Because, I guarantee you. No matter what specious justification you can come up with (absent cites, regrettably), there is no way on earth that anybody has had a conversation with AWS support staff that ends with their unequivocal requirement that the customer uses PCoIP.

  31. DrLoser says:

    Me: What sort of tom-fool idiot would purchase a top-end “thin client” with the three protocols already mentioned, simply to access Amazon Web Services?

    Fifi: Because you are using the workspaces zero client feature.

    I can name a business called repo that uses high end thin-clients at every store to run cash registers all data is stored in central server.

    In passing, the first sentence in your response is grammatically inept, oiaohm. I didn’t ask “why,” I asked “what sort of?” Only people who have serious difficulties with the basics of the English language would answer a “what sort of” or “who” question with an answer beginning with the conjunction “because.”

    However, be that as it may. We are in the middle of “formal debate method” here.

    The more interesting question concerns this “business called repo” that you can name but are unfortunately unable to cite, what with your conveniently redefined set of ethics in re citations.

    A business called repo? Is this anything like a boy called Sue?

    Absent a cite, it’s difficult to distinguish formal debating evidence from a simple memory-lapse based confusion over the lyrics of a popular C&W song. Anyhow, we shall proceed.

    …that uses high end thin-clients at every store to run cash registers all data is stored in central server.

    High end isn’t top end, is it? And I’d short this business tomorrow, if what you say is true. What sort of prize moron would use “high end thin-clients” as cash-registers?

    In other words, in terms of “formal debate method,” we have moved on from “what sort of tom-fool idiot … ?” to “what sort of prize moron … ?”

    One would assume that this was not your intention, Fifi. But then again … your evidence, not mine. Formally speaking.

  32. DrLoser says:

    (Whoops. And, of course, missing out Linux, thin client or otherwise.)

  33. DrLoser says:

    Most cases on AWS you are not given direct server control. Only cases is that you have a instance doing something super strange. Like not working when everything suggests it should. At that point you can be told by AWS tech support you need a VMWare Horizon View or something else that does the protocol PCoIP.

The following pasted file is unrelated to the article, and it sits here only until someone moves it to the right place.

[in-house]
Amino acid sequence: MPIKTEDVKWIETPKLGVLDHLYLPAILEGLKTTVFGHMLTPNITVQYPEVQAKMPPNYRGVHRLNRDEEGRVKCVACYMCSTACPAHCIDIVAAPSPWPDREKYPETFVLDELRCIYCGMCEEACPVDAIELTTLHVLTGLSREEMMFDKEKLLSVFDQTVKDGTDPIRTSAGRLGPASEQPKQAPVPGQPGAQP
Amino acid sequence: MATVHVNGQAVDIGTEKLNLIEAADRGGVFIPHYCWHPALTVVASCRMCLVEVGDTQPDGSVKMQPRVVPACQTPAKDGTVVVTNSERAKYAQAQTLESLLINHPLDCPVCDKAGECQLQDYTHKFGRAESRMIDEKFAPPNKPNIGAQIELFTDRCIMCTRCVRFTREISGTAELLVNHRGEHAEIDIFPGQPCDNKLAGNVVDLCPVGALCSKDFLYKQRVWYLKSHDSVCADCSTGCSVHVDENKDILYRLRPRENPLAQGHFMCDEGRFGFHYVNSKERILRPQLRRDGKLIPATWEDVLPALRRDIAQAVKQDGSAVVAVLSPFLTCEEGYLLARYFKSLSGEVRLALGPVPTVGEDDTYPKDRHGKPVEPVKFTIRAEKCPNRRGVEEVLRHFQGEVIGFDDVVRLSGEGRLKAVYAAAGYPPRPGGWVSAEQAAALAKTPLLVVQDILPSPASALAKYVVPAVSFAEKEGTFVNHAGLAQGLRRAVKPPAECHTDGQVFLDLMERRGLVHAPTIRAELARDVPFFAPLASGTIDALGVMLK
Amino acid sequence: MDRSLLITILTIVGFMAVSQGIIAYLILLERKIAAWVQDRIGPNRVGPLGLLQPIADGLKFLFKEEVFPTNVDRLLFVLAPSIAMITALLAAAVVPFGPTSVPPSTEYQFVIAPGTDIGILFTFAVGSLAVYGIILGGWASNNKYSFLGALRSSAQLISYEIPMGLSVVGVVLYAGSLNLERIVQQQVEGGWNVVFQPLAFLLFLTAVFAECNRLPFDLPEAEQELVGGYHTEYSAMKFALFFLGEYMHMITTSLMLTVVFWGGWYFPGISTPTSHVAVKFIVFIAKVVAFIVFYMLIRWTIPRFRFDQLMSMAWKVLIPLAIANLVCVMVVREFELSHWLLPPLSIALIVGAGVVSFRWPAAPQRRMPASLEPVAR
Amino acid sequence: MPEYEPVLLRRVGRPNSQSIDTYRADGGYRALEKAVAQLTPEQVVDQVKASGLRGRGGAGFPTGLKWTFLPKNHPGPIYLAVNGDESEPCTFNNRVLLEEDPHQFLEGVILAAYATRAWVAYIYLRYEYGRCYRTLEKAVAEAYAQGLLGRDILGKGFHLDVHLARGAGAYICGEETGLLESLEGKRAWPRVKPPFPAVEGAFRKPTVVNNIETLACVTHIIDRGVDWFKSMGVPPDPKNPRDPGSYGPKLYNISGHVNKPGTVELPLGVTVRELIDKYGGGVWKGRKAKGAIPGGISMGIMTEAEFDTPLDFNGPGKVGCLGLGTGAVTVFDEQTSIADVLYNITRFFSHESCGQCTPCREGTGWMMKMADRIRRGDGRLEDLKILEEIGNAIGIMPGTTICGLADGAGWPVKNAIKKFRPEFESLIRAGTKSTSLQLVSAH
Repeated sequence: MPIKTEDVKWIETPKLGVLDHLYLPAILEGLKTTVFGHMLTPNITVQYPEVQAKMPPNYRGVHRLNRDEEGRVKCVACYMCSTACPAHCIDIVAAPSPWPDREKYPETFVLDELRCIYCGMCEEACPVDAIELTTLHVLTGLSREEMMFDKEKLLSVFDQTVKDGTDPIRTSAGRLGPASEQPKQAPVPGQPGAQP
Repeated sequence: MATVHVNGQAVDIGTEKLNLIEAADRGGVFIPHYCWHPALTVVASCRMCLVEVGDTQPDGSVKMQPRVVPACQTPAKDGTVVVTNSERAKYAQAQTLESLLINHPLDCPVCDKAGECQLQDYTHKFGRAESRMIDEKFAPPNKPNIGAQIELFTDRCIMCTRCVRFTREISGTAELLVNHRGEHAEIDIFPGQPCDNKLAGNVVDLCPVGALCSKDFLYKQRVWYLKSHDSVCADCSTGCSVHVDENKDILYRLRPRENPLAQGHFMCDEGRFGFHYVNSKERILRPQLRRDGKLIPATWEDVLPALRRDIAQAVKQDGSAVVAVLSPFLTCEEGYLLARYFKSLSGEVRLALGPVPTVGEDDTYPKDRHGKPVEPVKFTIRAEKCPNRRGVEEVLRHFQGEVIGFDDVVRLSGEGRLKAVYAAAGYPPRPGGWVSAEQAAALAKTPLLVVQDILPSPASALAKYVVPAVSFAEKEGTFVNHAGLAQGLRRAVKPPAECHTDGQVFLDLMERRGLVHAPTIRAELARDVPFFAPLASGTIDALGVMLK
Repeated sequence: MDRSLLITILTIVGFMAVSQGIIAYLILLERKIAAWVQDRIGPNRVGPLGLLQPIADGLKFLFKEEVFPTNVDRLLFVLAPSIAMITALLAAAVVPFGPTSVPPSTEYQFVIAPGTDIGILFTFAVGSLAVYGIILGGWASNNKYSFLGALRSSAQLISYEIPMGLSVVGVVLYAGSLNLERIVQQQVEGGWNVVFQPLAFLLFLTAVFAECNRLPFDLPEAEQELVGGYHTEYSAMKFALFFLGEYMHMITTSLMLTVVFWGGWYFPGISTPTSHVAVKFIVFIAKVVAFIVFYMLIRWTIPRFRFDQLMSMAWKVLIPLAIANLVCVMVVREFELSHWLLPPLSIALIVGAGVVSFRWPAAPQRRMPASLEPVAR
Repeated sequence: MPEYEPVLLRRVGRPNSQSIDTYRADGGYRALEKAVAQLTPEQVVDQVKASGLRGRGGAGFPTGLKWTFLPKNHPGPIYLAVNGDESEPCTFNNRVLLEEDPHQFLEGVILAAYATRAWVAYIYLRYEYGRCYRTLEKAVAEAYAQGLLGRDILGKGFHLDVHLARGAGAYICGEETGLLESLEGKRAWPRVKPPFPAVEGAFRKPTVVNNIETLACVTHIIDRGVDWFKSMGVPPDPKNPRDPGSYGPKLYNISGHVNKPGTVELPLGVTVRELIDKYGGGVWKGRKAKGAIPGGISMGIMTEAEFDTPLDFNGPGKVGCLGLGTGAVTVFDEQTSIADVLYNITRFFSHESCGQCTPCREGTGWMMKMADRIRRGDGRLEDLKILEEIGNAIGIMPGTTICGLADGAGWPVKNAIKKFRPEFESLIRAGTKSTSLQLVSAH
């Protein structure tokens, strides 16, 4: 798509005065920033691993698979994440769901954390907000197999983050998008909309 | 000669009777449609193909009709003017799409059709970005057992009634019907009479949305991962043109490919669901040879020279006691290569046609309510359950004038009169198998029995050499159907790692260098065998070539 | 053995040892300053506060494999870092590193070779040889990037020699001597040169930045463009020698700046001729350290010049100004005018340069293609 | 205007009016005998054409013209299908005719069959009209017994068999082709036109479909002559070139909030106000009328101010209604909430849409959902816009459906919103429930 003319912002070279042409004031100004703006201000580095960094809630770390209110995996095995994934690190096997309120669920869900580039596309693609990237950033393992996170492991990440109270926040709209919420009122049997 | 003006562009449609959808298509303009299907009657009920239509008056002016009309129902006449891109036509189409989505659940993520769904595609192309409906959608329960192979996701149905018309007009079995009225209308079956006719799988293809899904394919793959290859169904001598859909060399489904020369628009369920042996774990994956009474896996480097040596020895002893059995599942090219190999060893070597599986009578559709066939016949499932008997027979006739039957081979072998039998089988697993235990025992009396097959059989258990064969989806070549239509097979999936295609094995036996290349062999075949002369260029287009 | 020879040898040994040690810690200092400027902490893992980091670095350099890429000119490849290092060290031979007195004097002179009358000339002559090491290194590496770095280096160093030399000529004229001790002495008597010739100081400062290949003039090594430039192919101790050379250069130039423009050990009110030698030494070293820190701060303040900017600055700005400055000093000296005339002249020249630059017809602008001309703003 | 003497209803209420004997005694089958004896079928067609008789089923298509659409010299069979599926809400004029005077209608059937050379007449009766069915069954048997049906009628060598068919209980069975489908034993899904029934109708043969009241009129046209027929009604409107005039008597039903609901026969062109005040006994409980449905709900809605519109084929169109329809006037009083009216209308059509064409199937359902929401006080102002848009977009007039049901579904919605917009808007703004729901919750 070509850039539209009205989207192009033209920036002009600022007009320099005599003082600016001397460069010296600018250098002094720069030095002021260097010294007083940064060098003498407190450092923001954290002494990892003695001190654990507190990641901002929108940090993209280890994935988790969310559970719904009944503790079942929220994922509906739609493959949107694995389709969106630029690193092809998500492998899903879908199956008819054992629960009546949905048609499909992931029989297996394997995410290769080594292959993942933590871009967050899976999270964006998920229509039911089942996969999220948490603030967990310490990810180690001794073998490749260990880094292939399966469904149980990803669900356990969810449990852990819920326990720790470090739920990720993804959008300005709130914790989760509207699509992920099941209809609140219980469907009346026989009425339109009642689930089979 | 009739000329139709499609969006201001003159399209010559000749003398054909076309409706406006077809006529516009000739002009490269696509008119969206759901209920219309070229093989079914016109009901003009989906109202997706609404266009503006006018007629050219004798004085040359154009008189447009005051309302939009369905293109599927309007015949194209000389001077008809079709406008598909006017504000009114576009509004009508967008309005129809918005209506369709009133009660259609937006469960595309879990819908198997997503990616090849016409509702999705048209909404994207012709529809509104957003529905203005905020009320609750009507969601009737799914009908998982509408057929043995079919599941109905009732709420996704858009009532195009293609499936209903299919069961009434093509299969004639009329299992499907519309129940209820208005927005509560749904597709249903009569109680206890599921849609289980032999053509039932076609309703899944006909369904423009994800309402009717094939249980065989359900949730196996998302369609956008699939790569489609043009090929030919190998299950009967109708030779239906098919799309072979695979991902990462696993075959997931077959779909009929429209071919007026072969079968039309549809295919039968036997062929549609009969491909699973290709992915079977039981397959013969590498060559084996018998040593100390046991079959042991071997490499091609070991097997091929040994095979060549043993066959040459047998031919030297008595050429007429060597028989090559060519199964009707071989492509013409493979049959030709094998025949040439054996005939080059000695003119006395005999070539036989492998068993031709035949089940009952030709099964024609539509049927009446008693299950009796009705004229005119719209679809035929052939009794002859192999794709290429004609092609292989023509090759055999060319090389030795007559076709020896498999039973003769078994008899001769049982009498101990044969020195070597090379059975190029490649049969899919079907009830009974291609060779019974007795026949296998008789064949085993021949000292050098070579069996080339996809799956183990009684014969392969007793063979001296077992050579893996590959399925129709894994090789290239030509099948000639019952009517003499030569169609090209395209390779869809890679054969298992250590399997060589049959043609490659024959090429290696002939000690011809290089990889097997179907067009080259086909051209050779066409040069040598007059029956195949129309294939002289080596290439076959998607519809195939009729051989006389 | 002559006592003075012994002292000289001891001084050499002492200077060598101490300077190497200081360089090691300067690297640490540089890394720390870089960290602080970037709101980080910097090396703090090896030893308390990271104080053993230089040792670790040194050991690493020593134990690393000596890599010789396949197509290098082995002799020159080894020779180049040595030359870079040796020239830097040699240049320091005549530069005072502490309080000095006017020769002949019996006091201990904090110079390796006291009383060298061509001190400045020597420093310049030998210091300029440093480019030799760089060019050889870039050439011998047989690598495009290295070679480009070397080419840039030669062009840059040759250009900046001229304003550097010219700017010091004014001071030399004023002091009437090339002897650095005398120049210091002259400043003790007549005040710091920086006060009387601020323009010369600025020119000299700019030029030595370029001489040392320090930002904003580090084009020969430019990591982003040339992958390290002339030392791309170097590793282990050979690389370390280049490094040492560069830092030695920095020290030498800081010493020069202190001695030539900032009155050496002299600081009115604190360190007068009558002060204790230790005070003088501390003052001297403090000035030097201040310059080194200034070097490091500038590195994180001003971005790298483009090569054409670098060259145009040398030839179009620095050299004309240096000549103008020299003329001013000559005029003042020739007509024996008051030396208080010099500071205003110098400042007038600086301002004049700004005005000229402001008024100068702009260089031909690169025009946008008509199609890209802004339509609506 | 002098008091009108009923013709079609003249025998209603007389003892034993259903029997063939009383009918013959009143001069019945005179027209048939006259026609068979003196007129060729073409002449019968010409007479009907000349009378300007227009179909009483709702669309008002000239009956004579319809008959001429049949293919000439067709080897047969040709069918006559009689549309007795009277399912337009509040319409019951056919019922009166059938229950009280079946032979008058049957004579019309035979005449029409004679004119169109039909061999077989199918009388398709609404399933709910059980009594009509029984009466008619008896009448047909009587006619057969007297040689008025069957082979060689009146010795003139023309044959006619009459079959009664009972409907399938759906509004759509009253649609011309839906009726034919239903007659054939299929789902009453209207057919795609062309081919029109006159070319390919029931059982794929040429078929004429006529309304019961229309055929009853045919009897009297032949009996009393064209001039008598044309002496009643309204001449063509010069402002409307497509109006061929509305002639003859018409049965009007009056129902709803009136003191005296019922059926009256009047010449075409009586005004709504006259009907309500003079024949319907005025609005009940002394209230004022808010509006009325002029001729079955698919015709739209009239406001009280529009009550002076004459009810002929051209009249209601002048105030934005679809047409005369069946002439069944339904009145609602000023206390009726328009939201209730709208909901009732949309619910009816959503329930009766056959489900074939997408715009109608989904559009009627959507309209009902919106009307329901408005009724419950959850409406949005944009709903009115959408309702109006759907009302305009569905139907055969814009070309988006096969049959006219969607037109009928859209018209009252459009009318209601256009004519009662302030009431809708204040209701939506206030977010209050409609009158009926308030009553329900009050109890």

Pure essence of gibberish. Apart from anything else (I defer to TEG), in what conceivable universe is this a justification for missing out FreeBSD, Solaris, heck, even Amiga from the following lunatic assertion?

    Yes its one of those really sux badly things. Windows and OS X users cannot have full management control on Amazon Web Services without paying VMWare some money.

    I am so looking forward to watching TEG demolish your nitwit claims on this one, oiaohm.

  34. oiaohm says:

    That Exploit Guy Hogwash to you. The AWS Management Console does not allow you to watch a instance OS booting from bios all the way up. AWS Management Console is in fact limited/part control basically as much control as Amazon trusted you with normally and expects you will normally need.

    “Turns out direct server control” I said this for a reason. There is a feature or two missing from “full management control” in the AWS web control interface.

    Most cases on AWS you are not given direct server control. Only cases is that you have a instance doing something super strange. Like not working when everything suggests it should. At that point you can be told by AWS tech support you need a VMWare Horizon View or something else that does the protocol PCoIP. Basically same interface as what is used for AWS workspaces is also used for Amazon administrators to access instances directly.